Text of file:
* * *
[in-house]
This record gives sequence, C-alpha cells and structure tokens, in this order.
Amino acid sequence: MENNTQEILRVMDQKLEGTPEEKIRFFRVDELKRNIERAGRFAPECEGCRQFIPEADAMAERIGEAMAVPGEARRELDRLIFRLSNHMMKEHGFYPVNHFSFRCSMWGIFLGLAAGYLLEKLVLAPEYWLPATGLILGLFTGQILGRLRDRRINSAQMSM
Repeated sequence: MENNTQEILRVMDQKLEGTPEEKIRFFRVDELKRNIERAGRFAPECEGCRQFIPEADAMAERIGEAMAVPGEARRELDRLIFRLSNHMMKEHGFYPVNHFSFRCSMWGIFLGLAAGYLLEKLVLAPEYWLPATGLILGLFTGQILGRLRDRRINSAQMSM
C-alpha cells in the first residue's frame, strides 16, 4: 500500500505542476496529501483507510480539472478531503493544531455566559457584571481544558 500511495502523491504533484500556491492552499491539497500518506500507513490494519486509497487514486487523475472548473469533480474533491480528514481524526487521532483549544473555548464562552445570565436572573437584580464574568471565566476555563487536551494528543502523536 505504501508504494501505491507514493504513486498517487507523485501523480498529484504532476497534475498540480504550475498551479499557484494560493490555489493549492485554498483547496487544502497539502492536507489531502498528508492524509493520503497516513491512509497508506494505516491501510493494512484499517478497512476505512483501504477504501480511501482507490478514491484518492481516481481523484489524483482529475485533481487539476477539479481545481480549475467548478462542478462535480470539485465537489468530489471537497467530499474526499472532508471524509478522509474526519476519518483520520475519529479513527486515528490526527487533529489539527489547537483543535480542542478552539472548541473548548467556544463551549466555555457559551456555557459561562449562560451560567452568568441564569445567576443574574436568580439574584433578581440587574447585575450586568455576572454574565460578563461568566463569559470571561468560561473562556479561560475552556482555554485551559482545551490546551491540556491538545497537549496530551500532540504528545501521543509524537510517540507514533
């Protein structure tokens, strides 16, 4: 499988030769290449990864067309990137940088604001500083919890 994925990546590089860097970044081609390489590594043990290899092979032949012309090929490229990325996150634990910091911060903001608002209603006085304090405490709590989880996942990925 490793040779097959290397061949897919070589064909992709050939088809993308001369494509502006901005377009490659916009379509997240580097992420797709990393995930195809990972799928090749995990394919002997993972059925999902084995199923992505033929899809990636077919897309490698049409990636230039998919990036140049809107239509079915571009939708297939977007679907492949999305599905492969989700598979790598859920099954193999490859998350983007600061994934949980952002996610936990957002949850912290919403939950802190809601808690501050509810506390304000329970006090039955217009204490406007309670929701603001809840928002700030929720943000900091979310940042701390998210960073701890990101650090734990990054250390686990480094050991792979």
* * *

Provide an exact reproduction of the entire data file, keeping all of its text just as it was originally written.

[in-house]
This record gives sequence, C-alpha cells and structure tokens, in this order.
Amino acid sequence: MENNTQEILRVMDQKLEGTPEEKIRFFRVDELKRNIERAGRFAPECEGCRQFIPEADAMAERIGEAMAVPGEARRELDRLIFRLSNHMMKEHGFYPVNHFSFRCSMWGIFLGLAAGYLLEKLVLAPEYWLPATGLILGLFTGQILGRLRDRRINSAQMSM
Repeated sequence: MENNTQEILRVMDQKLEGTPEEKIRFFRVDELKRNIERAGRFAPECEGCRQFIPEADAMAERIGEAMAVPGEARRELDRLIFRLSNHMMKEHGFYPVNHFSFRCSMWGIFLGLAAGYLLEKLVLAPEYWLPATGLILGLFTGQILGRLRDRRINSAQMSM
C-alpha cells in the first residue's frame, strides 16, 4: 500500500505542476496529501483507510480539472478531503493544531455566559457584571481544558 500511495502523491504533484500556491492552499491539497500518506500507513490494519486509497487514486487523475472548473469533480474533491480528514481524526487521532483549544473555548464562552445570565436572573437584580464574568471565566476555563487536551494528543502523536 505504501508504494501505491507514493504513486498517487507523485501523480498529484504532476497534475498540480504550475498551479499557484494560493490555489493549492485554498483547496487544502497539502492536507489531502498528508492524509493520503497516513491512509497508506494505516491501510493494512484499517478497512476505512483501504477504501480511501482507490478514491484518492481516481481523484489524483482529475485533481487539476477539479481545481480549475467548478462542478462535480470539485465537489468530489471537497467530499474526499472532508471524509478522509474526519476519518483520520475519529479513527486515528490526527487533529489539527489547537483543535480542542478552539472548541473548548467556544463551549466555555457559551456555557459561562449562560451560567452568568441564569445567576443574574436568580439574584433578581440587574447585575450586568455576572454574565460578563461568566463569559470571561468560561473562556479561560475552556482555554485551559482545551490546551491540556491538545497537549496530551500532540504528545501521543509524537510517540507514533
């Protein structure tokens, strides 16, 4: 499988030769290449990864067309990137940088604001500083919890 994925990546590089860097970044081609390489590594043990290899092979032949012309090929490229990325996150634990910091911060903001608002209603006085304090405490709590989880996942990925 490793040779097959290397061949897919070589064909992709050939088809993308001369494509502006901005377009490659916009379509997240580097992420797709990393995930195809990972799928090749995990394919002997993972059925999902084995199923992505033929899809990636077919897309490698049409990636230039998919990036140049809107239509079915571009939708297939977007679907492949999305599905492969989700598979790598859920099954193999490859998350983007600061994934949980952002996610936990957002949850912290919403939950802190809601808690501050509810506390304000329970006090039955217009204490406007309670929701603001809840928002700030929720943000900091979310940042701390998210960073701890990101650090734990990054250390686990480094050991792979």